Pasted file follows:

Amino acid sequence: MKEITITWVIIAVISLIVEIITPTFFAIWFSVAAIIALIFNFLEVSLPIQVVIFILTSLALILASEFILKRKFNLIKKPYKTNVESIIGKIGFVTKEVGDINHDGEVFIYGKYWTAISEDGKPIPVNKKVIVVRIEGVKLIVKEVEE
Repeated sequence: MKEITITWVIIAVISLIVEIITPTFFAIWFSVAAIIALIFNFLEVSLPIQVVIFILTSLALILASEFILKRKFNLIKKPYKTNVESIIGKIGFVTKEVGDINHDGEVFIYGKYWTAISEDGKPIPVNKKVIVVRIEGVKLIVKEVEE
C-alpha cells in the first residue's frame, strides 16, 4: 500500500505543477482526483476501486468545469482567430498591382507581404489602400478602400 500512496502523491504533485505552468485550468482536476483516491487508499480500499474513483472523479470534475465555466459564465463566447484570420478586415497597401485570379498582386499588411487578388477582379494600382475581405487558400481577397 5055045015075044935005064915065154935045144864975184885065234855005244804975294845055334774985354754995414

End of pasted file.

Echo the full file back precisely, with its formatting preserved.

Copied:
Amino acid sequence: MKEITITWVIIAVISLIVEIITPTFFAIWFSVAAIIALIFNFLEVSLPIQVVIFILTSLALILASEFILKRKFNLIKKPYKTNVESIIGKIGFVTKEVGDINHDGEVFIYGKYWTAISEDGKPIPVNKKVIVVRIEGVKLIVKEVEE
Repeated sequence: MKEITITWVIIAVISLIVEIITPTFFAIWFSVAAIIALIFNFLEVSLPIQVVIFILTSLALILASEFILKRKFNLIKKPYKTNVESIIGKIGFVTKEVGDINHDGEVFIYGKYWTAISEDGKPIPVNKKVIVVRIEGVKLIVKEVEE
C-alpha cells in the first residue's frame, strides 16, 4: 500500500505543477482526483476501486468545469482567430498591382507581404489602400478602400 500512496502523491504533485505552468485550468482536476483516491487508499480500499474513483472523479470534475465555466459564465463566447484570420478586415497597401485570379498582386499588411487578388477582379494600382475581405487558400481577397 5055045015075044935005064915065154935045144864975184885065234855005244804975294845055334774985354754995414